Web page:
Our colleague Stuart Gerson of Epstein Becker Green has a new post on SCOTUS Today that will be of interest to our readers: "The Court Dismisses the Trump Twitter Account Case as Moot, but Social Media Is Sure to Be on the Menu Again".

The following is an excerpt:

Yesterday, I discussed the Supreme Court's move into the world of technology in the case of Google LLC v. Oracle America, Inc., in which the Court held that Google's copying of a small slice of Java programming language code constituted a permissible “fair use” of Oracle's assumed copyright of Java itself. The Court’s reversal of a contrary decision by the Federal Circuit, saving Google perhaps more than $1 billion in damages, was based on factual determinations that copying the relevant code that constituted an “Application Programming Interface,” or “API,” to develop novel, transformative applications related to Android smartphones was, among other things, of minor and unrelated interest to Oracle's interest in the Java programming language and was otherwise in the public interest. Whether this important decision will create an open season on API's, an effective limitation on patent and copyright troll cases, or something that could affect antitrust litigation will only be seen in the future. What is certain is that the Court increasingly will be involved in cases related to information technology. As another recent Court action suggests, one such aspect of this might relate to social media.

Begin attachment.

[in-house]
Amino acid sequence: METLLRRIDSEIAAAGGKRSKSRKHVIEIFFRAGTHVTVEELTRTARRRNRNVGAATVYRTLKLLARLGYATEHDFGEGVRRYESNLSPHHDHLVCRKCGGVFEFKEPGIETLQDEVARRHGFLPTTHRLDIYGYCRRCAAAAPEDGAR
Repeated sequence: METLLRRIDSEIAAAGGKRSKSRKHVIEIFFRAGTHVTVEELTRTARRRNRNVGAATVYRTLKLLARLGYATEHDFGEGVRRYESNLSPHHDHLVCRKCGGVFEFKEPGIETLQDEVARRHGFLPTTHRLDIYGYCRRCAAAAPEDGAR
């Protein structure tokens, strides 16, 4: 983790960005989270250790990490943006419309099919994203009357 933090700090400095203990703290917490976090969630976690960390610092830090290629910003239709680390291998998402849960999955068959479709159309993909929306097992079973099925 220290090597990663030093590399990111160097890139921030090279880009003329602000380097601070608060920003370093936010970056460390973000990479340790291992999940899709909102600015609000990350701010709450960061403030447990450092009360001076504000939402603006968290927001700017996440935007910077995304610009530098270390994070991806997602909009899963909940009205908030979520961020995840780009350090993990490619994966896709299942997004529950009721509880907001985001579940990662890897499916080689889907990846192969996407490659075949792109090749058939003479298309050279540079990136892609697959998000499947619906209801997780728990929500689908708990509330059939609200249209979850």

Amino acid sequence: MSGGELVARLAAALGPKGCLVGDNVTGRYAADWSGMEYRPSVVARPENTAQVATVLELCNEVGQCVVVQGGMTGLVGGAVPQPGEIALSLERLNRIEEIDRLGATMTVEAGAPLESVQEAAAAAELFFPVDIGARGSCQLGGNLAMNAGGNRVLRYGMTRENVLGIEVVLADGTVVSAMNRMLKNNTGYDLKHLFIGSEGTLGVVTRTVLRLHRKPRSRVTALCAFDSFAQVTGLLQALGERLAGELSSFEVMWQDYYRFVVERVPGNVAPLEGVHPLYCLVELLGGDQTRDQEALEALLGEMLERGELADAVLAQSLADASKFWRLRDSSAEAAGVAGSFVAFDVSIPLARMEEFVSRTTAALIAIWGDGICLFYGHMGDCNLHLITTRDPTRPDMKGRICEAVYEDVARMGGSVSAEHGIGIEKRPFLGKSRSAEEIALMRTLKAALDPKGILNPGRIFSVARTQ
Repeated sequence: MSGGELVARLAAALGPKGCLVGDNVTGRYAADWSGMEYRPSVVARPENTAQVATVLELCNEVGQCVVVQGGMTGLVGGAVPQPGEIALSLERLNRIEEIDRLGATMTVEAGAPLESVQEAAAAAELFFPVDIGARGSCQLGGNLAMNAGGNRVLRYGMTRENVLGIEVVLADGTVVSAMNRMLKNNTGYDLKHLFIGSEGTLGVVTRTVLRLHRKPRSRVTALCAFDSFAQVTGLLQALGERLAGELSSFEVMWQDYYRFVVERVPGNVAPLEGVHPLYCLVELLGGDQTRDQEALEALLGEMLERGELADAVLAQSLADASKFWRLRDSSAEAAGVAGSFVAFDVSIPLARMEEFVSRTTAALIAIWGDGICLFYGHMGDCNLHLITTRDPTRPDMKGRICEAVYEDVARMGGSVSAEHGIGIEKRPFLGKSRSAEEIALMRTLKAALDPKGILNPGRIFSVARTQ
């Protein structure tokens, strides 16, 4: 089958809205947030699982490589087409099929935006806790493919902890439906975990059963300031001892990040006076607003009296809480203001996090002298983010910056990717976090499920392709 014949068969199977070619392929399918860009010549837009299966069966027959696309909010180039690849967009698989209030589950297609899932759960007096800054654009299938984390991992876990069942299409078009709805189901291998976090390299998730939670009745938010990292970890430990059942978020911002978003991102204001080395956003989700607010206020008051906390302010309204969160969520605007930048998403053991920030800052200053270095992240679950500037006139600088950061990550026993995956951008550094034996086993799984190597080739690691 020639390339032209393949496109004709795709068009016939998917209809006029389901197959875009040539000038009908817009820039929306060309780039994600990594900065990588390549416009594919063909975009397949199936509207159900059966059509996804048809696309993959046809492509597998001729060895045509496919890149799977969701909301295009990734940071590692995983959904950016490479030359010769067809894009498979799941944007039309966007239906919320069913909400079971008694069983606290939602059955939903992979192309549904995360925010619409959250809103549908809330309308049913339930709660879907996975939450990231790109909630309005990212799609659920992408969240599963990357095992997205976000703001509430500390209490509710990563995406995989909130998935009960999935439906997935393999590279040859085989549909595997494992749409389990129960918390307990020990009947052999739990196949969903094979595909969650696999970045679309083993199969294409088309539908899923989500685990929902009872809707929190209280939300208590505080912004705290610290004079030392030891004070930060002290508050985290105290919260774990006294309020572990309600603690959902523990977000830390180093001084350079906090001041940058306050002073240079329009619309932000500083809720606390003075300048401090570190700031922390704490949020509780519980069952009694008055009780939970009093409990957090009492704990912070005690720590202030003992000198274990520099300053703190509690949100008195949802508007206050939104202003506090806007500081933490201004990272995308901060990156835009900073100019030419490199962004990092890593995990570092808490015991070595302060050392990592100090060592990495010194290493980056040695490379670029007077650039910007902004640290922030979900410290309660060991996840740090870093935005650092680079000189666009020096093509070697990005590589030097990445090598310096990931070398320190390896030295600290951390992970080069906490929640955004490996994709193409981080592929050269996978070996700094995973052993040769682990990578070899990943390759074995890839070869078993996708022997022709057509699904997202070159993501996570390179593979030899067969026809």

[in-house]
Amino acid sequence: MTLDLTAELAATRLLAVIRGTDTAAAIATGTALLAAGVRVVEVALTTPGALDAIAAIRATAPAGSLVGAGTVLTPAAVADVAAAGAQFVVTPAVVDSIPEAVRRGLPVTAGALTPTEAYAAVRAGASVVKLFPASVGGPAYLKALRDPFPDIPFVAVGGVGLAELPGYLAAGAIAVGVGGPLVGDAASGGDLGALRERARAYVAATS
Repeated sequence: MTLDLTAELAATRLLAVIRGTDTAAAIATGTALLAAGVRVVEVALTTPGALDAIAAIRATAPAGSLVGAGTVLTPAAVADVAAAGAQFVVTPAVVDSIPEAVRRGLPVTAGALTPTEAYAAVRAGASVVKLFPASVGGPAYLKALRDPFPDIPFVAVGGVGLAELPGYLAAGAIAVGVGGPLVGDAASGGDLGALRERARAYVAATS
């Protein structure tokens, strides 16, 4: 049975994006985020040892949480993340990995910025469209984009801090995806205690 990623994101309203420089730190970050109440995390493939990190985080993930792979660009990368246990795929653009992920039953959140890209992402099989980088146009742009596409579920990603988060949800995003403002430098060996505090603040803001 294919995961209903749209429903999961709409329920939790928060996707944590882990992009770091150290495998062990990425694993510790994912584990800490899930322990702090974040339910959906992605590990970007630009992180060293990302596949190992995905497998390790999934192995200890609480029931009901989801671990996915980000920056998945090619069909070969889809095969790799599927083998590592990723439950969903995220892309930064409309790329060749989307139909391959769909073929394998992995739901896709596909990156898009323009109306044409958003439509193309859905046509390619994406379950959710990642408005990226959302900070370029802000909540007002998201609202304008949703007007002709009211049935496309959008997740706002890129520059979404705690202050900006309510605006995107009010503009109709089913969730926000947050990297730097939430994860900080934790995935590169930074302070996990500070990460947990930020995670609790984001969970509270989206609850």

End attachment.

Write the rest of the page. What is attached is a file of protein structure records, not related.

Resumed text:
Click here to read the full post and more on SCOTUS Today.

Back to Commercial Litigation Update Blog

Search This Blog

Blog Editors


Related Services



Jump to Page


Sign up to receive an email notification when new Commercial Litigation Update posts are published:

Privacy Preference Center

When you visit any website, it may store or retrieve information on your browser, mostly in the form of cookies. This information might be about you, your preferences or your device and is mostly used to make the site work as you expect it to. The information does not usually directly identify you, but it can give you a more personalized web experience. Because we respect your right to privacy, you can choose not to allow some types of cookies. Click on the different category headings to find out more and change our default settings. However, blocking some types of cookies may impact your experience of the site and the services we are able to offer.

Strictly Necessary Cookies

These cookies are necessary for the website to function and cannot be switched off in our systems. They are usually only set in response to actions made by you which amount to a request for services, such as setting your privacy preferences, logging in or filling in forms. You can set your browser to block or alert you about these cookies, but some parts of the site will not then work. These cookies do not store any personally identifiable information.

Performance Cookies

These cookies allow us to count visits and traffic sources so we can measure and improve the performance of our site. They help us to know which pages are the most and least popular and see how visitors move around the site. All information these cookies collect is aggregated and therefore anonymous. If you do not allow these cookies we will not know when you have visited our site, and will not be able to monitor its performance.